2. Installed Windows 10.
  3. Wired it directly to the Meridian with a short network cable.
  4. Connected the NUC to wifi.
  5. To run on a separate wired subnet, disconnected from other things, both the NUC and the streaming endpoint must have static IP addresses, since there is no DHCP server to provide a dynamic IP address. To set up the NUC with a static IP address you go the Windows Control Panel. For the endpoint it will depend on the brand, Meridian endpoints have a web page for setup.
  6. To make it auto-start when power comes on, I configured the BIOS. Intel provides a very neat BIOS configurator, press a key on startup.
  7. Set up Windows to auto logon on startup: Windows+R Netplwiz
  8. Installed RoonServer, per instructions.
  9. Set up RoonServer to auto-start when Windows starts. The Startup folder is well hidden in Windows 10, support even says the feature is removed, but you can find it by entering Windows+R shell:startup and drag a shortcut to the RoonServer exe into that folder.

(During setup and troubleshooting and content download I had it wired to a network switch and connected to monitor and keyboard.)


I initially had a problem with Roon discovering the endpoints without DHCP. I thought it was a discovery problem with static IP addresses, don’t know how the discovery protocol works, but eventually found it was a firewall setting that was wrong. Should have checked that first, it is usually the firewall. (Thanks, Brian.) Both Roon and Roonserver were listed several times, with random firewall settings; don’t know why, maybe because I had installed Roon first before installing Roonserver; I turned everything on and it worked fine.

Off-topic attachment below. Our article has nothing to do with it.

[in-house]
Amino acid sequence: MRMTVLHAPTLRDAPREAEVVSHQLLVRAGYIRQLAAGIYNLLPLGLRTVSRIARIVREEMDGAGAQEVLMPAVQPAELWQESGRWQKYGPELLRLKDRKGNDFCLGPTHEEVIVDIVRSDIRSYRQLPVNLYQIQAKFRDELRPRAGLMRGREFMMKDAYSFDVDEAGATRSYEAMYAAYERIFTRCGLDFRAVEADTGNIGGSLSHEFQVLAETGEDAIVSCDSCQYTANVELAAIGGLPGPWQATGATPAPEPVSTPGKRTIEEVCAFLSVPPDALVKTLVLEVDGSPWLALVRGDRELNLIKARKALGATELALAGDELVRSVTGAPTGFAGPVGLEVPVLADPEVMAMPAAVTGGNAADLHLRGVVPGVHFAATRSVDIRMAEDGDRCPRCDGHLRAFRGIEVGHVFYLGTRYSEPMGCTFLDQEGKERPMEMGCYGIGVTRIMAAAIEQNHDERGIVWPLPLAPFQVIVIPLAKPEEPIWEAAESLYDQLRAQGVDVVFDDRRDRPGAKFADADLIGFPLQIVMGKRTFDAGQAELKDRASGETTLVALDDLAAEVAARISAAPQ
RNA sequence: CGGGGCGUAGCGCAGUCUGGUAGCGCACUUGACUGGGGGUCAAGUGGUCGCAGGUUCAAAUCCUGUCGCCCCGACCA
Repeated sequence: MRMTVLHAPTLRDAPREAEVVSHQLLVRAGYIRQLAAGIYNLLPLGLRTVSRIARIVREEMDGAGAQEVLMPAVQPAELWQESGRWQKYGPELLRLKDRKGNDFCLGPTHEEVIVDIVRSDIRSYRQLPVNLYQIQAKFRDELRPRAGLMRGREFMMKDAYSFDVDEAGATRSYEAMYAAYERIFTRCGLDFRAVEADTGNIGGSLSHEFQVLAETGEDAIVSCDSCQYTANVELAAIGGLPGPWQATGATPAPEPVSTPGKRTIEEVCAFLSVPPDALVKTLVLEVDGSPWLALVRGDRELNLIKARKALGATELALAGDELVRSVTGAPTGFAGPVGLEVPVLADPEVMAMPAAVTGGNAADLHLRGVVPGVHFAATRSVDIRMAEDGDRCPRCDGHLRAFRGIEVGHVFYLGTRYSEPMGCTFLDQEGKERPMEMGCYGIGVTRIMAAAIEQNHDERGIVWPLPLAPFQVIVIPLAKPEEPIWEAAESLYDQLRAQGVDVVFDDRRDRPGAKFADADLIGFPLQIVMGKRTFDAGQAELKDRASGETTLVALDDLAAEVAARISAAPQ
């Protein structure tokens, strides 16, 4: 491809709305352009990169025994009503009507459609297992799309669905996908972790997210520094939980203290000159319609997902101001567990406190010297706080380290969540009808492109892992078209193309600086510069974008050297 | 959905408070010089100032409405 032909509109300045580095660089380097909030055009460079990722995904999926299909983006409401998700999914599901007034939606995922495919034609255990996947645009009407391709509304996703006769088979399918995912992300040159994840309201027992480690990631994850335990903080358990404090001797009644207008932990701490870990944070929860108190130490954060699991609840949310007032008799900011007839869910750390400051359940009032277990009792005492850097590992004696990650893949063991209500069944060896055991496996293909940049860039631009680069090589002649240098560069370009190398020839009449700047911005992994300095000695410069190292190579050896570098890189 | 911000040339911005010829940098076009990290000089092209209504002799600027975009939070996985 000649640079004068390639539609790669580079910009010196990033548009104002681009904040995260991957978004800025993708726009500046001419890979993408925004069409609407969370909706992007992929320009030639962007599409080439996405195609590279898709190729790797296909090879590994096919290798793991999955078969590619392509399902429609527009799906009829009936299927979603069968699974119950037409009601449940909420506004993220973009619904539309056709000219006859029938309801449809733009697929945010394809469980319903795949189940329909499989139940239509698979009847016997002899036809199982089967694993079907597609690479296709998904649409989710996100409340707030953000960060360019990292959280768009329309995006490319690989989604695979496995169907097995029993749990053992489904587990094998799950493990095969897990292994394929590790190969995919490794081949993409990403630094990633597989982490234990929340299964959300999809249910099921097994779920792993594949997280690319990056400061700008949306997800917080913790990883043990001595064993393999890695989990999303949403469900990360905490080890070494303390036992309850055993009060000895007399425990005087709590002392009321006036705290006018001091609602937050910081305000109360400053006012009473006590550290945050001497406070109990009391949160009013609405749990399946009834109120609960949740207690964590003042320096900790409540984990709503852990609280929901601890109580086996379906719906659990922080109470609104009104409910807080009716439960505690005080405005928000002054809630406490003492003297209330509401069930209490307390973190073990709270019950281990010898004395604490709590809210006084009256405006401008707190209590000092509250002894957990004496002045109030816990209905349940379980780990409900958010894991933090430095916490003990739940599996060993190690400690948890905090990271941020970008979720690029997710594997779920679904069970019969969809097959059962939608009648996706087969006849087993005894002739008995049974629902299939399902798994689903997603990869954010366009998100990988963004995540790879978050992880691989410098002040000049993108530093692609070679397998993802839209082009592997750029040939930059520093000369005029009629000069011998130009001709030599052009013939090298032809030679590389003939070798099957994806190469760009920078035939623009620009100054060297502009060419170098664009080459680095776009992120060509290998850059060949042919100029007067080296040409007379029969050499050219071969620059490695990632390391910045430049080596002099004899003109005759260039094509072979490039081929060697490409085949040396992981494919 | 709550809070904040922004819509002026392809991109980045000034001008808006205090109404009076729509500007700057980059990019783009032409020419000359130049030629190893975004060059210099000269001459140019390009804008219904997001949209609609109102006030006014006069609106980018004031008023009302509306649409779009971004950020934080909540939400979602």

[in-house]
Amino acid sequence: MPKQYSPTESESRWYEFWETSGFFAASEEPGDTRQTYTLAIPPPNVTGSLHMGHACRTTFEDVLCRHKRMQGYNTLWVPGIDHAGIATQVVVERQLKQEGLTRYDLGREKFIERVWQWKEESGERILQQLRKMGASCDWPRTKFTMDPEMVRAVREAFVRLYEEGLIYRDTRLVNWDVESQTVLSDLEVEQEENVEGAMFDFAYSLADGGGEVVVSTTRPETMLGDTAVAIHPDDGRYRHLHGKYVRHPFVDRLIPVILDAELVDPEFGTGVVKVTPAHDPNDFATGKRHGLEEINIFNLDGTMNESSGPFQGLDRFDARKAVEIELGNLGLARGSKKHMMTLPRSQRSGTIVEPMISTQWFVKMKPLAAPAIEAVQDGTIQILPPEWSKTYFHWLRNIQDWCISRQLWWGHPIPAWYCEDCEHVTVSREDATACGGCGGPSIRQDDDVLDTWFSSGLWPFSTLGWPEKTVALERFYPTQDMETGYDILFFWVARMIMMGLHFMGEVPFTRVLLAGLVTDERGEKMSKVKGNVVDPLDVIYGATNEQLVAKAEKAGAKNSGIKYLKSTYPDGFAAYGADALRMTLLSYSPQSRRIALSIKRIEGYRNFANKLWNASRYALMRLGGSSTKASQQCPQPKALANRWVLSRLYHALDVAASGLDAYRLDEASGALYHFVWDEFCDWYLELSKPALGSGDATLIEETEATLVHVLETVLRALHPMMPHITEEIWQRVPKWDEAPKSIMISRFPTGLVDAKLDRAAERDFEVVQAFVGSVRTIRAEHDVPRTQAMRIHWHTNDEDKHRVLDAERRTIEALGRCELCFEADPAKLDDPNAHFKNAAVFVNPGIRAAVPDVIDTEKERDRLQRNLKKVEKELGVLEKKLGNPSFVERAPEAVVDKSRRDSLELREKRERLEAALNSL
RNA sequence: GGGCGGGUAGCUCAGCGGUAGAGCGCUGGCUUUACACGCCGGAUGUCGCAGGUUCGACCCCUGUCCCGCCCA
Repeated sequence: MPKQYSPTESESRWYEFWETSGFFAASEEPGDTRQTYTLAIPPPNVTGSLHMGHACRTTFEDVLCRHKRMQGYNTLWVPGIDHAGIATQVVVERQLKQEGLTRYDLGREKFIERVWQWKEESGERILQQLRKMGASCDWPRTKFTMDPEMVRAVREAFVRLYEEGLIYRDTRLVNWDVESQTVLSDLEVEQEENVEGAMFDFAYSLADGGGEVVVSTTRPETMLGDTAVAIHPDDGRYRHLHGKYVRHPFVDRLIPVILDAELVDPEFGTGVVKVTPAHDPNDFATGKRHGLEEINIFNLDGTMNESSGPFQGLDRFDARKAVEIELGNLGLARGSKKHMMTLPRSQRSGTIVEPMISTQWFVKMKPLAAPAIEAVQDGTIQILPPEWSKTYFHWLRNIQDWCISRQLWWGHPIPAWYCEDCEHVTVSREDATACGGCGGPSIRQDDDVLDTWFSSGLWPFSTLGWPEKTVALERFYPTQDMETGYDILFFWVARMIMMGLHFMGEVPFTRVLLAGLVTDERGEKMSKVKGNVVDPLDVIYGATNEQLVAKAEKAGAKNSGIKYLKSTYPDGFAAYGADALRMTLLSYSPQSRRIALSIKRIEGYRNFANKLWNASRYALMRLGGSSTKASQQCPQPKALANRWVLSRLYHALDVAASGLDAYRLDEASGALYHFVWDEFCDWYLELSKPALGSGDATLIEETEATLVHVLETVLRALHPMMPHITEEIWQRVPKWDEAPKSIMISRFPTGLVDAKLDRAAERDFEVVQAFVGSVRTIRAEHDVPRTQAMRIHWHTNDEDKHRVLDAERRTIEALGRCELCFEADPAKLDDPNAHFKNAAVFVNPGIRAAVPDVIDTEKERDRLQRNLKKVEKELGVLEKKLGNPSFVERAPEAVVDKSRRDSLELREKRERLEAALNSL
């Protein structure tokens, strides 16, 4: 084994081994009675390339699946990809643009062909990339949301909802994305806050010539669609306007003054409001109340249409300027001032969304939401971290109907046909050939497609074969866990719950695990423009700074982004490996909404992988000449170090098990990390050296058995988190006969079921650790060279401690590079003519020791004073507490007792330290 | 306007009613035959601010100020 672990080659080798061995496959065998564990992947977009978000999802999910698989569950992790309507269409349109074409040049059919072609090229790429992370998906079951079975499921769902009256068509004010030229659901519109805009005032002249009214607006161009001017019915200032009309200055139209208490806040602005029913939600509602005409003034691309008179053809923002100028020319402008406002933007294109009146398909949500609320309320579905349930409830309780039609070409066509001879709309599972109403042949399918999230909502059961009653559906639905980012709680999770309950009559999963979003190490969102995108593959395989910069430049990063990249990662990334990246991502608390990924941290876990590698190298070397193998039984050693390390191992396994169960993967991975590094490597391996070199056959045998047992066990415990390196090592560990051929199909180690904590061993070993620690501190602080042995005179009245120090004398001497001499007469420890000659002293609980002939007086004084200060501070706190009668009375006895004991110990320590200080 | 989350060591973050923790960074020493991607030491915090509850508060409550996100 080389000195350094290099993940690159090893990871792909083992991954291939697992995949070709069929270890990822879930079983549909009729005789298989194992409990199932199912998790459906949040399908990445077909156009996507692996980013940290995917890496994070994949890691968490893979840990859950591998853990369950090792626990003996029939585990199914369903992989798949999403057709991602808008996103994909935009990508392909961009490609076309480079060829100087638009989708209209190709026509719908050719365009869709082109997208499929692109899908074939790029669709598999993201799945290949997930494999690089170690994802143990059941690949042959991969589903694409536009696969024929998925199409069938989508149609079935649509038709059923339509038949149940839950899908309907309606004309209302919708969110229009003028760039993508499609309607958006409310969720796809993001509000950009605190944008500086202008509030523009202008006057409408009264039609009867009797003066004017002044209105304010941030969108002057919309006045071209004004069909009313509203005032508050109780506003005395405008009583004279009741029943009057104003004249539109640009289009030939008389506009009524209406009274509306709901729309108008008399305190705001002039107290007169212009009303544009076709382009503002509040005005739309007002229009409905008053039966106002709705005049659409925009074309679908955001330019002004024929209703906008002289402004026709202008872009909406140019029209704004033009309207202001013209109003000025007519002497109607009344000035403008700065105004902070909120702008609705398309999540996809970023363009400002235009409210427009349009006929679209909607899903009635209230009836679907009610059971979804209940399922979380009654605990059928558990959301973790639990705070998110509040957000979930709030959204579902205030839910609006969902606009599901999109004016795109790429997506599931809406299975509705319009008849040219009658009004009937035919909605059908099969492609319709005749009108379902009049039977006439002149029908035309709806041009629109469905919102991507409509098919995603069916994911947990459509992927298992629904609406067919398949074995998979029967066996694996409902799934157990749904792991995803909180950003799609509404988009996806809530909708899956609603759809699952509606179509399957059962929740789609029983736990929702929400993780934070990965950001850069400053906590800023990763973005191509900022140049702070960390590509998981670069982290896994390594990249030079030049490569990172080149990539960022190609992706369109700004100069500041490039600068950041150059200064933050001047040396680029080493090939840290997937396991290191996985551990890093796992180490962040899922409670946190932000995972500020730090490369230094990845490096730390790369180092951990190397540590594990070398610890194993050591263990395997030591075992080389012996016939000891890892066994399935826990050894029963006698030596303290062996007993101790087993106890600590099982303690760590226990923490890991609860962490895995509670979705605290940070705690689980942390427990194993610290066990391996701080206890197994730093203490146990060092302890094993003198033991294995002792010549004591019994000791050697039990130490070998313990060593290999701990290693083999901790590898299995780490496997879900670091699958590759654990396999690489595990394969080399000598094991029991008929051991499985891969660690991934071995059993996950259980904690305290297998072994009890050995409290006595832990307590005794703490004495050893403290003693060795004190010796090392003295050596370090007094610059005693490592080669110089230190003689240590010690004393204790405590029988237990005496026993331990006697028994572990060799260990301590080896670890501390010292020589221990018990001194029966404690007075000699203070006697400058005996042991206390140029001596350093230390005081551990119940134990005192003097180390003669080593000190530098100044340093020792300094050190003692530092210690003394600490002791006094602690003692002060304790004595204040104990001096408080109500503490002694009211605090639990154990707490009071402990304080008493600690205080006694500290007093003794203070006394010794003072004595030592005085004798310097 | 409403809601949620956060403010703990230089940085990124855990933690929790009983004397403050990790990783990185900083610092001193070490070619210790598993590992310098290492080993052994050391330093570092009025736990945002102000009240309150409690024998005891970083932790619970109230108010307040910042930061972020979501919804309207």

The NUC no longer has a monitor and keyboard, so I use RDP (remote connection) from another Windows machine when I need to control it. But there is a twist: by default, the remote connection takes over audio and sends it to the remote machine, and when you shut down the remote connection it didn’t release audio back to the NUC. Probably a bug in a driver. Wasn’t a problem for the Meridian streaming over the network, but the Geek Pulse connection over USB was disabled after every RDP connection, until a reboot. This default behavior is what you get when you just right click on the NUC in Windows Explorer and select remote connection, and there is no control for changing that. In order to control the audio behavior, I run mstsc which brings up a control panel; once I change the audio behavior here, this changes the default for the simple right-click connection. (Btw, I have been told by the people who build this stuff that this is not the behavior with Windows Server—changing the audio setting has the effect of turning off audio on the server. This is true for WS 2016, don’t know how WS2012 or 2012R2 behave, but if you use server and have trouble this may be a factor.)